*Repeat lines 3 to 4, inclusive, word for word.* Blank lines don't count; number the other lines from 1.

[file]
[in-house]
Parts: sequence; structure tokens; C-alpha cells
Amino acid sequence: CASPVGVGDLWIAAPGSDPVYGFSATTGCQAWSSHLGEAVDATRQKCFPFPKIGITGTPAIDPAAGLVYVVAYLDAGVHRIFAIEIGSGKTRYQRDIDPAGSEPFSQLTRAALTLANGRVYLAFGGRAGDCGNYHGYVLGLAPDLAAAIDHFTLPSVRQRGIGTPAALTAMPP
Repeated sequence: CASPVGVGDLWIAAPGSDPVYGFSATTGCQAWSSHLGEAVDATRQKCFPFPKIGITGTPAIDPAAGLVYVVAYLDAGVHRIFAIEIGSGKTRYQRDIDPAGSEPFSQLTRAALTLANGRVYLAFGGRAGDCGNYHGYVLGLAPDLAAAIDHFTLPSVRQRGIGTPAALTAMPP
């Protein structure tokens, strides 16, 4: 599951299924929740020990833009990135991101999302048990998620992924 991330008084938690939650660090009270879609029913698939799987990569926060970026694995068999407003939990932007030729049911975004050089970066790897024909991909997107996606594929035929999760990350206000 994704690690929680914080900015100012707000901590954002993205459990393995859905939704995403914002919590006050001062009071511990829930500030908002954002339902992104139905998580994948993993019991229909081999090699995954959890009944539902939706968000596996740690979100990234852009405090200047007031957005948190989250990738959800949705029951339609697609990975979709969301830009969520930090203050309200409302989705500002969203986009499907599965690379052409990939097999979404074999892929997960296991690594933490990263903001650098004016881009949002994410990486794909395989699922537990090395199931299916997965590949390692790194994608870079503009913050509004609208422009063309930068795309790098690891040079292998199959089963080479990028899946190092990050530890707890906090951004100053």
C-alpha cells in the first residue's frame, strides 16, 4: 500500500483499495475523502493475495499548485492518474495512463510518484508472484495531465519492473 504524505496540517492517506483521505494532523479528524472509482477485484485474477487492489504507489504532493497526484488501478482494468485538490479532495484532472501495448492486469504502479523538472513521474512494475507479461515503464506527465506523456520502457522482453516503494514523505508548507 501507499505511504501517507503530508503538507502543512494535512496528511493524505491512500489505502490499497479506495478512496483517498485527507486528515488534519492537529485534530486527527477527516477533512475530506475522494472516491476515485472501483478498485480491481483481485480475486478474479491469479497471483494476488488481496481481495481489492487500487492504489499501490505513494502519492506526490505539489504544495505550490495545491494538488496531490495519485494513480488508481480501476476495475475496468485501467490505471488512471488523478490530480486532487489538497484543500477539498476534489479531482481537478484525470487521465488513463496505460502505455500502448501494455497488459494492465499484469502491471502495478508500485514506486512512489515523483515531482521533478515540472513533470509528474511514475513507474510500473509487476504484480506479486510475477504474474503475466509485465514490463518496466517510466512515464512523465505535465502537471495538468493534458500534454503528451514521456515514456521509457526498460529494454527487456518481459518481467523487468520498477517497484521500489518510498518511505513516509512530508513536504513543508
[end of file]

Amino acid sequence: CASPVGVGDLWIAAPGSDPVYGFSATTGCQAWSSHLGEAVDATRQKCFPFPKIGITGTPAIDPAAGLVYVVAYLDAGVHRIFAIEIGSGKTRYQRDIDPAGSEPFSQLTRAALTLANGRVYLAFGGRAGDCGNYHGYVLGLAPDLAAAIDHFTLPSVRQRGIGTPAALTAMPP
Repeated sequence: CASPVGVGDLWIAAPGSDPVYGFSATTGCQAWSSHLGEAVDATRQKCFPFPKIGITGTPAIDPAAGLVYVVAYLDAGVHRIFAIEIGSGKTRYQRDIDPAGSEPFSQLTRAALTLANGRVYLAFGGRAGDCGNYHGYVLGLAPDLAAAIDHFTLPSVRQRGIGTPAALTAMPP